The Kuok Family Shipping Empire
Johore State was the southernmost and most advanced of the Malay States on the peninsula in 1914 when it accepted a British Government resident commissioner, following the example of eight other Malay States since 1874. The British High Commissioner had his Secretariat in Singapore, but at this time the Malay States could not be considered as British territory. Political control by the British of the Straits Settlements of Penang, Malacca and Singapore, however, had been wielded since 1826, but it was not until 1930 that British political control was held over the whole peninsula and every Malay State. A nationalist guerrilla insurgency broke out after World War II, and in 1957 the independence of the Malayan Federation was constitutionally recognised.
The majority of the Chinese workers from South China arrived in Malaya in the late nineteenth century to work in the tin mines. In Malaya of the inter-war years, Chinese families accounted for only one third of the population, with Malay families being in the majority, but with the Chinese occupying the most important positions in industry. Robert Kuok Hock Nien was born on 6th October 1923 as the son of father Kuok Keng Kang and mother Tang Kak Ji, who had arrived in Malaya from Fujian in China at the start of the 20th century. The family lived in the town of Johore Bahru, the capital of the State of Johore, which straddles all of the extensive land opposite to and facing the north coast of the island of Singapore. The family were wealthy, but suffered greatly during the Great Depression that began in 1929.
Sultan Ibrahim had assumed control of the area in 1824, and began to build up a power base from the vast profits of plantations. The son of Sultan Ibrahim, Abu Bakar, set up an administrative base at Tanjung Puteri, later renamed as the town of Johore Bahru (‘New Johore’). The Royal Sultan Abu Bakar Museum, built in white stone in 1866, is the oldest building in Johore Bahru and the former residence of the royal family of Johore. It is the finest museum in Malaysia and has magnificent views over the Strait of Singapore, with 53 hectares of beautiful gardens to wander through, free of charge. The Chinese Heritage Museum is on the seafront at Johore Bahru, and showcases everything Chinese, even the traditional growing of pepper, and a tropical shrub used in leather tanning and textile dyeing known as extract of gambier.
Robert was the youngest of the three Kuok brothers, and he grew up speaking the Chinese Fuzhou dialect of his parents as well as English and Japanese during the wartime occupation of Malaya by the Japanese. He was a student of the Raffles Institution for six months in 1941 and of the English Johore Bahru College. He began his working career as an office boy and clerk working in the rice trading department of Japanese industrial giant Mitsubishi Shoji Kaisha during the Japanese occupation between 1942 and 1945 in Singapore. Mitsubishi was aided by the Japanese military to monopolise the rice trade in Malaya at this time, and Robert Kuok was soon promoted to head the rice trading department, and after the war he took the skills he learned from the Japanese back to the Kuok family business in Johore.
In 1946, Chinese workers were given equal rights along with Indian immigrants to those of the indigenous Malay population. The father of Robert Kuok died in 1948, and Robert Kuok set up in business in 1949 as Kuok Brothers Sendirian Berhad in Johore in Malaya along with his brothers Phillip and William and his cousin Kuok Hock Chin. They invested heavily at first in sugar cane plantations, and a sugar barter deal with India and Mitsui in 1958 led to good relationships with Chinese trading companies in Hong Kong, which were also selling sugar at this time. He established the Malayan Sugar Manufact-uring Company in 1959 to service their extensive Perlis Plantations Berhad in Northern Malaysia.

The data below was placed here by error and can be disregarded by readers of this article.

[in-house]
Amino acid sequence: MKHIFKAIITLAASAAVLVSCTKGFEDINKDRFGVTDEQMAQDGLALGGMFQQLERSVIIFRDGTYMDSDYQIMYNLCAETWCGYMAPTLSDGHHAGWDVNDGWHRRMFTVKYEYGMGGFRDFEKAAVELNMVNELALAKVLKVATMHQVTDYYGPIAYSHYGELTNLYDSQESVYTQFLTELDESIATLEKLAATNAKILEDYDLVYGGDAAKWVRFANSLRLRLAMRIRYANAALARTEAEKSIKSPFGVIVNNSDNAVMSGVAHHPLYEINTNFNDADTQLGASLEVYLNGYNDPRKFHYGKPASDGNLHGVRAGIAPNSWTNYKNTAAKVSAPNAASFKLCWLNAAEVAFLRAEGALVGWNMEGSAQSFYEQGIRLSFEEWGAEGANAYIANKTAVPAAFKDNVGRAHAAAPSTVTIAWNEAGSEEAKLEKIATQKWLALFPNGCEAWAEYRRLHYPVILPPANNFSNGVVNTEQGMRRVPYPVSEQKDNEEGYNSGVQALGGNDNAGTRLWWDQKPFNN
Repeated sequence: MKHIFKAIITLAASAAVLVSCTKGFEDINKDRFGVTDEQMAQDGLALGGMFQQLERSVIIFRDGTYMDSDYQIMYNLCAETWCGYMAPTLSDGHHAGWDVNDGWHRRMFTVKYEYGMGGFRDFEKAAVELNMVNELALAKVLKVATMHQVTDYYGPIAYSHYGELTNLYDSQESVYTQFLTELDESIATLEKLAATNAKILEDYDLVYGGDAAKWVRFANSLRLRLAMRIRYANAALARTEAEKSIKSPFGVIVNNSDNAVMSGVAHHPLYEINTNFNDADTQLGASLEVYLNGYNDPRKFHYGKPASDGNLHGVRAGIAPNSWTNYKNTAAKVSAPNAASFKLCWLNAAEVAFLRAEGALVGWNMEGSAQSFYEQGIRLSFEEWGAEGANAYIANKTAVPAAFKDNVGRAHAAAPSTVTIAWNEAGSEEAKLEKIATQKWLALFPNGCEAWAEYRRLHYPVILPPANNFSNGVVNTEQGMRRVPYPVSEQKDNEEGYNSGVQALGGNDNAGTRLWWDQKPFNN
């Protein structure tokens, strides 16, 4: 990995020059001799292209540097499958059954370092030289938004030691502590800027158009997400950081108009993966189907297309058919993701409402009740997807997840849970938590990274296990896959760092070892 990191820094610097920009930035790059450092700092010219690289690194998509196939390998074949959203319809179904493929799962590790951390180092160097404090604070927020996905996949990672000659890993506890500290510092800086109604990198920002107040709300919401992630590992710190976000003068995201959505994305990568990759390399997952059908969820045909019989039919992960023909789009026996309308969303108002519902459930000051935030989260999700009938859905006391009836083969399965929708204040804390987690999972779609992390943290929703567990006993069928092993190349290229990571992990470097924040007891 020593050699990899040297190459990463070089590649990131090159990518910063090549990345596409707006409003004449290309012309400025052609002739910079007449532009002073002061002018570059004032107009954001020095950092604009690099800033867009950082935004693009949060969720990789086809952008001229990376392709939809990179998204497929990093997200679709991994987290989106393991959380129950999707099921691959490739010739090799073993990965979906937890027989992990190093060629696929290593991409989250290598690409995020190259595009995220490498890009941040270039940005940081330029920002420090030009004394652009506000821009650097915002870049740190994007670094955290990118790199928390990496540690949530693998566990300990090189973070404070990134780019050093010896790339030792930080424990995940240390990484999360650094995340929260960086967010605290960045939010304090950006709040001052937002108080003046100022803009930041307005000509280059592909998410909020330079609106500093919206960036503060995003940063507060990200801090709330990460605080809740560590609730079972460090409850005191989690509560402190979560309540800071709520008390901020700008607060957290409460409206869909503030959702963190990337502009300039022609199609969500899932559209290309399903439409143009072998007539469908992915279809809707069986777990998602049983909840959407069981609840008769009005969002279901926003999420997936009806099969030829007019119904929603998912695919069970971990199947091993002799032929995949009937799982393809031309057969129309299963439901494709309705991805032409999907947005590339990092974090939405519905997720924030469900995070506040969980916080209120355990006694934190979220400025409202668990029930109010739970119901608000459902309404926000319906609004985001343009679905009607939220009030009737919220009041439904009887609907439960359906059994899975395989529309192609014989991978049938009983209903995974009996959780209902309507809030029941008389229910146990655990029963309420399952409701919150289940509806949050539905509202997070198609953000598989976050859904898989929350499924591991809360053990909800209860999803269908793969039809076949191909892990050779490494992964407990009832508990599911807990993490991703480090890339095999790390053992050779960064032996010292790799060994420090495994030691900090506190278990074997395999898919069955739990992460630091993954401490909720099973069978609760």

Robert Kuok became known as the ‘Sugar King’ of South East Asia, importing sugar cane from India in chartered ships in 1964 for his sugar refinery, as well as wheat for his flour mill and other internationally traded commodities.
Robert Kuok brought many influential Malayan people into his company as shareholders and directors, and by 1964 he controlled 80% of the Malaysian sugar market with an annual production of 1.5 million tonnes and equivalent to 10% of the world production of sugar. In August of 1965, Malaysia was composed of eleven peninsula States and two States in Borneo, Sabah and Sarawak. Tax concessions were given to pioneering Malaysian enterprises, with the population then composed of 50% Malays, 38% Chinese and 12% Indian people in the peninsula. Manufacturing capacity of the new country was rising fast, from 8.5% of GDP in 1957 to 27.0% in 1990. The Chinese business community benefited from the New Economic Policy (NEP) for the period from 1970 to 1990, with one of the principal aims to restructure Malaysian society to eliminate identification of economic prosperity with race. A second ten year NEP had the same ideology for the period from 1991 to 2001.
The Kuok family today have extensive large scale interests in shipping and freight forwarding, sugar cane plantations, sugar refineries, flour milling, animal feed, crude oil and palm oil, mining, finance, tourism and hotels, real estate and publishing. Robert Kuok and his son control a vast fleet of 130 owned or chartered bulk carriers, 15 palm oil, product and gas tankers, as well as 120 tugs and offshore vessels. Robert Kuok at the age of 94 years is the wealthiest man in South East Asia, and is regularly listed in the top thirty or forty wealthiest people in the world. Pacific Carriers Ltd. (PCL) has an annual turnover in excess of £500 million, with the fleet engaged in the worldwide transportation of sugar, flour, biomass, coal, fertiliser, grain, iron ore and many other bulk trades.
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